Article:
CAR-T researchers have had years to study CD19 protein molecules as a target in their successful leukemia studies. But a small, exploratory study at Stanford underscores that there’s substantial promise in expanding their scope to include CD22, offering a new route to follow for patients who relapse — or never respond — after being treated with the first round of cell therapies now hitting the market.
The research team recruited 15 patients for this trial who had either relapsed or never responded to CD19-targeted CAR-T therapy, which involves extracting a population of T cells from patients and adapting them with a chimeric antigen receptor so they would target a protein commonly found on the surface of leukemia cells. Ten of them had relapsed, with their cancer cells no longer expressing CD19.
After stepping up the dose from the first round, the researchers achieved remission in 11 of the 15 patients — a remarkable 73%. The remissions lasted a median of 6 months with one patient in remission at 21 months, with signs that the cancer cells were able to mutate to stop expressing CD22 and escape the therapeutic assault.
“The take-home message is that we’ve found another CAR T-cell therapy that displays high-level activity in this Phase I trial,” said Stanford’s Crystal Mackall, who led the study. “But the relapse rate was also high. So this forces the field to get even more sophisticated. How much of a target is needed for successful, long-lasting treatment? What happens if we target both CD19 and CD22 simultaneously?”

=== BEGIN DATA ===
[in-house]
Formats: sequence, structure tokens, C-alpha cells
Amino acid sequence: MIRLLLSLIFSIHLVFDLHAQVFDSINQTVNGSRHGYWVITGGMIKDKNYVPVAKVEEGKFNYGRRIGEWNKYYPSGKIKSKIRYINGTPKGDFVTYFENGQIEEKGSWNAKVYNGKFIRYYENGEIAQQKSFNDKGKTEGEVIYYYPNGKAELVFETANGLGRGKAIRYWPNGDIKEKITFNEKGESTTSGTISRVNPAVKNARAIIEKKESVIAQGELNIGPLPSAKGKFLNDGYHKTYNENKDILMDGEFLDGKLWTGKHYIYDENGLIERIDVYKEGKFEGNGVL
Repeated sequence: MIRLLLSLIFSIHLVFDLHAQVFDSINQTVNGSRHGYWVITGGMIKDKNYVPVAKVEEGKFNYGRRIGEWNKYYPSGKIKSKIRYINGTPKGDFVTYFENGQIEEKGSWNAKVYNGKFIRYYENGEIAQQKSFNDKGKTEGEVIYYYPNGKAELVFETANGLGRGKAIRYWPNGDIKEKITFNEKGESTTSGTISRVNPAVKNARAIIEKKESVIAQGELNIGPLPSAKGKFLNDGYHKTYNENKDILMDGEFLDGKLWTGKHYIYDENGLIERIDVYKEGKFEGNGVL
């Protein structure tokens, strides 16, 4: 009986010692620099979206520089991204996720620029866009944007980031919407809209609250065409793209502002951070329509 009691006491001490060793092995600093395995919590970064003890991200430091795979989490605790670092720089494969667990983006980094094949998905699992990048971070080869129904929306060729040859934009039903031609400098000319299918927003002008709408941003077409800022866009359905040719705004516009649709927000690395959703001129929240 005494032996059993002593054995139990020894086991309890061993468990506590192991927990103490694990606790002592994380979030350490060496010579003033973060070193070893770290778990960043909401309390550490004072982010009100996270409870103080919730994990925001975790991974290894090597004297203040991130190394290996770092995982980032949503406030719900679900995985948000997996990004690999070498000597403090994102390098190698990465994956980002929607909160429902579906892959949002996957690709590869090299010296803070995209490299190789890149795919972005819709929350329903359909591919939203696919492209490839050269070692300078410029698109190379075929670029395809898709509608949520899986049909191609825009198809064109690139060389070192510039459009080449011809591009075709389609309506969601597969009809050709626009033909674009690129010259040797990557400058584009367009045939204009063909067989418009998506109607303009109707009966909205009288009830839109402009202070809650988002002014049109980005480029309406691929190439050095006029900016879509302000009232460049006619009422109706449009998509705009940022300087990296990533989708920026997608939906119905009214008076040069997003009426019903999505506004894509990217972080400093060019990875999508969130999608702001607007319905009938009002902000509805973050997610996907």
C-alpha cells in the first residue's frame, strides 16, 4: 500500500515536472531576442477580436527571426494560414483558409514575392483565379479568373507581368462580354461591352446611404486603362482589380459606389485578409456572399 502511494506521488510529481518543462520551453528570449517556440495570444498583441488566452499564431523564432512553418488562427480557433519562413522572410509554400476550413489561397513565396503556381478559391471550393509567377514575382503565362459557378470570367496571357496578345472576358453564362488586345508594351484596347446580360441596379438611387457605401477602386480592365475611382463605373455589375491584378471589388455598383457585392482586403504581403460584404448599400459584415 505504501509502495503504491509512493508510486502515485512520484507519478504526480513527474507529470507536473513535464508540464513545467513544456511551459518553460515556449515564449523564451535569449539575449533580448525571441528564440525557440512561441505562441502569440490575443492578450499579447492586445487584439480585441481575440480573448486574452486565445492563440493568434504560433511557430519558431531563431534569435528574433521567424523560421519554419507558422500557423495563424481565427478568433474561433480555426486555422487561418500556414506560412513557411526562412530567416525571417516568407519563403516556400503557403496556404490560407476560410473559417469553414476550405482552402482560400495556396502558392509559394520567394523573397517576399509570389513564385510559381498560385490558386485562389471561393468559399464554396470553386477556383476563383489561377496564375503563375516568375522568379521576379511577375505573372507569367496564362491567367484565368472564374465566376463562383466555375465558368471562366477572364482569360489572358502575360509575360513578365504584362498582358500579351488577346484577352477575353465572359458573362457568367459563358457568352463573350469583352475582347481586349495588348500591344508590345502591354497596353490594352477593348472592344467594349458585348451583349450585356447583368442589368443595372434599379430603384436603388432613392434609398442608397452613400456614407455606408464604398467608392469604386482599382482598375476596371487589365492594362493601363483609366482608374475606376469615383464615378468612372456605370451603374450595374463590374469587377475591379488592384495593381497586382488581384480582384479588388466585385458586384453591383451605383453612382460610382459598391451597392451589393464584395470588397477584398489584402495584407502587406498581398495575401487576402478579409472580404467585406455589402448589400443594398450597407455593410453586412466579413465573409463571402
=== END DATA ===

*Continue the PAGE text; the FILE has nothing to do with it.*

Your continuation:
Stanford’s team reported progress with CD22 four days after investigators at Seattle Children’s launched a combination CAR-T trial using a new cell therapy that could simultaneously attack CD19 and CD22, looking for a more potent and consistent strategy for acute lymphoblastic leukemia that could conceivably cut the relapse rate in half, while also taking another step down a path toward using CAR-T in solid tumors — one of the Holy Grails that has emerged in the field.
(Editor’s note: After we published this story, one of our readers pointed out that Autolus also just started a PhI/II study using a CD19/CD22 CAR-T.)
The small trial at Stanford is significant for a variety of reasons. While Novartis and Gilead/Kite have begun the process of fielding the first new therapies, the emphasis in research circles has shifted to creating a new, safer generation of CAR-Ts that can be far more durable. Also, Mackall told The New York Times, it’s important to understand that CD19, for all its remarkable effect in offering a beacon for cell therapies, is “not some kind of unicorn.”
More targets exist that will work here, she says. And that’s where researchers will turn next.
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